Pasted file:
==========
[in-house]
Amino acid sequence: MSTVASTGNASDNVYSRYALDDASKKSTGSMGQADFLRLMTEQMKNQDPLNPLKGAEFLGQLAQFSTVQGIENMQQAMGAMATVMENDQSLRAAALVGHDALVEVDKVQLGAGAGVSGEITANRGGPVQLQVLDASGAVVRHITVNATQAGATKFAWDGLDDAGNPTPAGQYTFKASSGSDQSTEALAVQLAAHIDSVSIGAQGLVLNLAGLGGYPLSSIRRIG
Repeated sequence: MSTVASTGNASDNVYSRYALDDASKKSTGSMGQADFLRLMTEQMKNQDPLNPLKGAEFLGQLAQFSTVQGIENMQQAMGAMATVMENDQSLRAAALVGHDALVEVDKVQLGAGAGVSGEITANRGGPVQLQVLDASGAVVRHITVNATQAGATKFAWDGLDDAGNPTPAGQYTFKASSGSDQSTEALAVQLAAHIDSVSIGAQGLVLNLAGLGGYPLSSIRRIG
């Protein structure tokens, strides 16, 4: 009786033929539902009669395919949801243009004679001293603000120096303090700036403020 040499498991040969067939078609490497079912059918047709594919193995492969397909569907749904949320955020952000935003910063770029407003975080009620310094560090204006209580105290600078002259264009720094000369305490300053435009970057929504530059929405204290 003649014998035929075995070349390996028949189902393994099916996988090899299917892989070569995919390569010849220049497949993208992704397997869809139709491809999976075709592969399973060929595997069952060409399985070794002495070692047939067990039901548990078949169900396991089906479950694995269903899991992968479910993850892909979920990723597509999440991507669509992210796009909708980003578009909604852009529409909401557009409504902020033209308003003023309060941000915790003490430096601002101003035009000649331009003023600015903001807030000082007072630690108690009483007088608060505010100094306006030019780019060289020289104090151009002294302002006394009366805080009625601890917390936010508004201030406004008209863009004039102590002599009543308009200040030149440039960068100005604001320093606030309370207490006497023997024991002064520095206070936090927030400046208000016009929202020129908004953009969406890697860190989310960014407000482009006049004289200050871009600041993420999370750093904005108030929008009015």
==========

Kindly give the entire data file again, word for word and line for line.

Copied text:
[in-house]
Amino acid sequence: MSTVASTGNASDNVYSRYALDDASKKSTGSMGQADFLRLMTEQMKNQDPLNPLKGAEFLGQLAQFSTVQGIENMQQAMGAMATVMENDQSLRAAALVGHDALVEVDKVQLGAGAGVSGEITANRGGPVQLQVLDASGAVVRHITVNATQAGATKFAWDGLDDAGNPTPAGQYTFKASSGSDQSTEALAVQLAAHIDSVSIGAQGLVLNLAGLGGYPLSSIRRIG
Repeated sequence: MSTVASTGNASDNVYSRYALDDASKKSTGSMGQADFLRLMTEQMKNQDPLNPLKGAEFLGQLAQFSTVQGIENMQQAMGAMATVMENDQSLRAAALVGHDALVEVDKVQLGAGAGVSGEITANRGGPVQLQVLDASGAVVRHITVNATQAGATKFAWDGLDDAGNPTPAGQYTFKASSGSDQSTEALAVQLAAHIDSVSIGAQGLVLNLAGLGGYPLSSIRRIG
């Protein structure tokens, strides 16, 4: 009786033929539902009669395919949801243009004679001293603000120096303090700036403020 040499498991040969067939078609490497079912059918047709594919193995492969397909569907749904949320955020952000935003910063770029407003975080009620310094560090204006209580105290600078002259264009720094000369305490300053435009970057929504530059929405204290 003649014998035929075995070349390996028949189902393994099916996988090899299917892989070569995919390569010849220049497949993208992704397997869809139709491809999976075709592969399973060929595997069952060409399985070794002495070692047939067990039901548990078949169900396991089906479950694995269903899991992968479910993850892909979920990723597509999440991507669509992210796009909708980003578009909604852009529409909401557009409504902020033209308003003023309060941000915790003490430096601002101003035009000649331009003023600015903001807030000082007072630690108690009483007088608060505010100094306006030019780019060289020289104090151009002294302002006394009366805080009625601890917390936010508004201030406004008209863009004039102590002599009543308009200040030149440039960068100005604001320093606030309370207490006497023997024991002064520095206070936090927030400046208000016009929202020129908004953009969406890697860190989310960014407000482009006049004289200050871009600041993420999370750093904005108030929008009015």